GameStop shares slump as Reddit rally ebbs – Metro US

GameStop shares slump as Reddit rally ebbs

3d printed Robinhood and Reddit logos are seen in front
3d printed Robinhood and Reddit logos are seen in front of displayed GameStop logo

(Reuters) – Shares of videogame retailer GameStop Corp slumped on Monday, losing ground along with a slew of other social media-hyped stocks that took investors on a wild ride earlier this month.

GameStop and other “meme stocks,” including cinema operator AMC Entertainment Holdings Inc and headphone maker Koss have seen wild gyrations in their share prices over the past two weeks as amateur investors on forums such as Reddit’s WallStreetBets acted in concert to bid up stocks that some U.S. funds had bet against.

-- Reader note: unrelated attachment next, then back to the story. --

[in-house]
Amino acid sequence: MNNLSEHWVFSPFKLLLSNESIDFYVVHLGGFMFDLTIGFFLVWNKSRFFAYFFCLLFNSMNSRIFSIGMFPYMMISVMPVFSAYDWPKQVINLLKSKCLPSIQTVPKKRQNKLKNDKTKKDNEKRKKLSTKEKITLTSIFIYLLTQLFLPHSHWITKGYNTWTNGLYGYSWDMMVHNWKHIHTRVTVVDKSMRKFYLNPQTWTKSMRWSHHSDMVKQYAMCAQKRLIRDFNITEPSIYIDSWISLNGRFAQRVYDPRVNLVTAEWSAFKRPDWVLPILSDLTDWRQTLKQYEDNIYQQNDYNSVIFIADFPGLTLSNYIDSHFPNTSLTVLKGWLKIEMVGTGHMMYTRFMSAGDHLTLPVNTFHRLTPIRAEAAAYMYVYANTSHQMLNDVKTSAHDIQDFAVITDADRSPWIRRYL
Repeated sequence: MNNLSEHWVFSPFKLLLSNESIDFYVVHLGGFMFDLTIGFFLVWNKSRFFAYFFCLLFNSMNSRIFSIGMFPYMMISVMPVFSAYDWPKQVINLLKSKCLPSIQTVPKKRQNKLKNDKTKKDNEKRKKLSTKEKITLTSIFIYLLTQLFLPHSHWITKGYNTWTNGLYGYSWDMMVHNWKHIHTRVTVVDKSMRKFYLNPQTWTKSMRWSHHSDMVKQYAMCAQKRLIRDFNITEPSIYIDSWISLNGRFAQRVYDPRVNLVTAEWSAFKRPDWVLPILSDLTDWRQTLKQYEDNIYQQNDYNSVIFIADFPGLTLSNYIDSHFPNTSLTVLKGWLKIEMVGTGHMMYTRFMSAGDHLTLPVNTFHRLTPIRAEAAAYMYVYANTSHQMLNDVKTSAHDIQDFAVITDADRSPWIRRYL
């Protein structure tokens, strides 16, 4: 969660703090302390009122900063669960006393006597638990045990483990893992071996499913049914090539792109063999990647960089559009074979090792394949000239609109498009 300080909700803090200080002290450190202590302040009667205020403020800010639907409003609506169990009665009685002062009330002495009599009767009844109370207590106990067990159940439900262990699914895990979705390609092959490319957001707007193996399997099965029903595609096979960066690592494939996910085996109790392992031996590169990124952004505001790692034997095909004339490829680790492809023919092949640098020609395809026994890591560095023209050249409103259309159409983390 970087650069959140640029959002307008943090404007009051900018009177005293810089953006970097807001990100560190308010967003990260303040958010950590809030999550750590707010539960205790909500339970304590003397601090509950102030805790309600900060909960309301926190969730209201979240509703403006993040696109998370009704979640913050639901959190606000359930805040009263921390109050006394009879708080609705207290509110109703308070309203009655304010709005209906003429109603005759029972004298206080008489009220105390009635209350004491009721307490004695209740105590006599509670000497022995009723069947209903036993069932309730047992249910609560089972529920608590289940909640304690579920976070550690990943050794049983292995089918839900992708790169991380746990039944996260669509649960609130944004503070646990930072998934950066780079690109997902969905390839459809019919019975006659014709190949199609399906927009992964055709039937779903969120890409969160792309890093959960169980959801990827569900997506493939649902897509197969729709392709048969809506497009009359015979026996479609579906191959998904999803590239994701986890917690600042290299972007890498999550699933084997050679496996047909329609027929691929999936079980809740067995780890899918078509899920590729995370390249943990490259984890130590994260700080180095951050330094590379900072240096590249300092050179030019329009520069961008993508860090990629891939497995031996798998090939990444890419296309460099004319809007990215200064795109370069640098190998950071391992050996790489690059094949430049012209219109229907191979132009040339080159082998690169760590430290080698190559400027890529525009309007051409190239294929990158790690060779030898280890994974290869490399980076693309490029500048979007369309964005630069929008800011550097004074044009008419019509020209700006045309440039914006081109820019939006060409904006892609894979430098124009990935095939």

The volatility has drawn the attention of regulators, although U.S. Treasury Secretary Janet Yellen said on Sunday it was too soon to say whether new policies or regulations were needed.

On Monday, GameStop shares, which soared from about $20 early in year to $483 on Jan. 28, rose before the U.S. stock market opened. But they closed down 5.91% at $60. AMC shares dropped 9.5% and Koss shares lost 4.9%.

Trading volumes in GameStop also appeared to be trending lower: Some 25.5 million shares traded on Monday, compared with a record of 197.16 million shares on Jan. 22. Still, the 10-day average volume of about 86.1 million shares was well above the stock’s 50-day moving average volume of roughly 37.5 million.

Focus shifted to other corners of the market, after billionaire Elon Musk’s electric vehicle company Tesla Inc revealed it had invested $1.5 billion in bitcoin, driving a 16% surge in the world’s most widely held cryptocurrency to over $43,000.

On WallStreetBets, some denizens exhorted one another to stay in GameStop stock, while others waxed ironic.

“Whoa! There are people still in GME? LOL,” wrote user possumtree.

(Reporting by Chuck Mikolajczak in New York and Sagarika Jaisinghani in Bengaluru; Additional reporting by Krystal Hu and Ira Iosebashvili; Editing by Bernard Orr, David Gregorio and Cynthia Osterman)